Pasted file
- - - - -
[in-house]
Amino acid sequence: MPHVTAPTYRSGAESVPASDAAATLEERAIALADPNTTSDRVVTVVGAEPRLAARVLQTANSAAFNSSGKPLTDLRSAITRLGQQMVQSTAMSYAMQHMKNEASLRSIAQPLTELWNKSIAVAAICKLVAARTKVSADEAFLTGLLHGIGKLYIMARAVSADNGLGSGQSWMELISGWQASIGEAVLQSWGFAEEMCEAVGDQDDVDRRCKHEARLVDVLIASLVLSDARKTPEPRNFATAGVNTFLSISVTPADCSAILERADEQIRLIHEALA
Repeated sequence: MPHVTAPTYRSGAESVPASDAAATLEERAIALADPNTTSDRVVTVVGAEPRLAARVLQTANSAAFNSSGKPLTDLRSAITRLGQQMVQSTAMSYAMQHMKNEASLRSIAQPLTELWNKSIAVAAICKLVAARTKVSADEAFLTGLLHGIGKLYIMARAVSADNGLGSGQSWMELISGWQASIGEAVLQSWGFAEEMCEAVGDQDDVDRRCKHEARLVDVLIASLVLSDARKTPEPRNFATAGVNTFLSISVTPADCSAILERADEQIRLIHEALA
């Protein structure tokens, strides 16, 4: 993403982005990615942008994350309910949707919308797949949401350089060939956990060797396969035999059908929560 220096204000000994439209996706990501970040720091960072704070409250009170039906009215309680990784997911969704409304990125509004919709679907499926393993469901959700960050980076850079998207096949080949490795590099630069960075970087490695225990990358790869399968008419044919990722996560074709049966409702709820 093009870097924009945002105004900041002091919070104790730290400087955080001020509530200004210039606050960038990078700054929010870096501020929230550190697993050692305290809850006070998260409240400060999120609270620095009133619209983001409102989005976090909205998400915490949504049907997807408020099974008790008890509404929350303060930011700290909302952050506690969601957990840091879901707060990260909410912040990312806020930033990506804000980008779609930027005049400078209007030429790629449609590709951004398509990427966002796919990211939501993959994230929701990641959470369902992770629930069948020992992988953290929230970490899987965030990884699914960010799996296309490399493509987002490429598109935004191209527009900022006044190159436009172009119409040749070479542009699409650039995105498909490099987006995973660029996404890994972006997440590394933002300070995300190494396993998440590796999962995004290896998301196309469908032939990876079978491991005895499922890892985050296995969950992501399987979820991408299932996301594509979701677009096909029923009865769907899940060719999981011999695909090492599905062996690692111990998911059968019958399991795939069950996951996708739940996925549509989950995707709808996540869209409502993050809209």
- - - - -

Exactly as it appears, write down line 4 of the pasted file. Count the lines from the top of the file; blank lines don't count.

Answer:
């Protein structure tokens, strides 16, 4: 993403982005990615942008994350309910949707919308797949949401350089060939956990060797396969035999059908929560 220096204000000994439209996706990501970040720091960072704070409250009170039906009215309680990784997911969704409304990125509004919709679907499926393993469901959700960050980076850079998207096949080949490795590099630069960075970087490695225990990358790869399968008419044919990722996560074709049966409702709820 093009870097924009945002105004900041002091919070104790730290400087955080001020509530200004210039606050960038990078700054929010870096501020929230550190697993050692305290809850006070998260409240400060999120609270620095009133619209983001409102989005976090909205998400915490949504049907997807408020099974008790008890509404929350303060930011700290909302952050506690969601957990840091879901707060990260909410912040990312806020930033990506804000980008779609930027005049400078209007030429790629449609590709951004398509990427966002796919990211939501993959994230929701990641959470369902992770629930069948020992992988953290929230970490899987965030990884699914960010799996296309490399493509987002490429598109935004191209527009900022006044190159436009172009119409040749070479542009699409650039995105498909490099987006995973660029996404890994972006997440590394933002300070995300190494396993998440590796999962995004290896998301196309469908032939990876079978491991005895499922890892985050296995969950992501399987979820991408299932996301594509979701677009096909029923009865769907899940060719999981011999695909090492599905062996690692111990998911059968019958399991795939069950996951996708739940996925549509989950995707709808996540869209409502993050809209």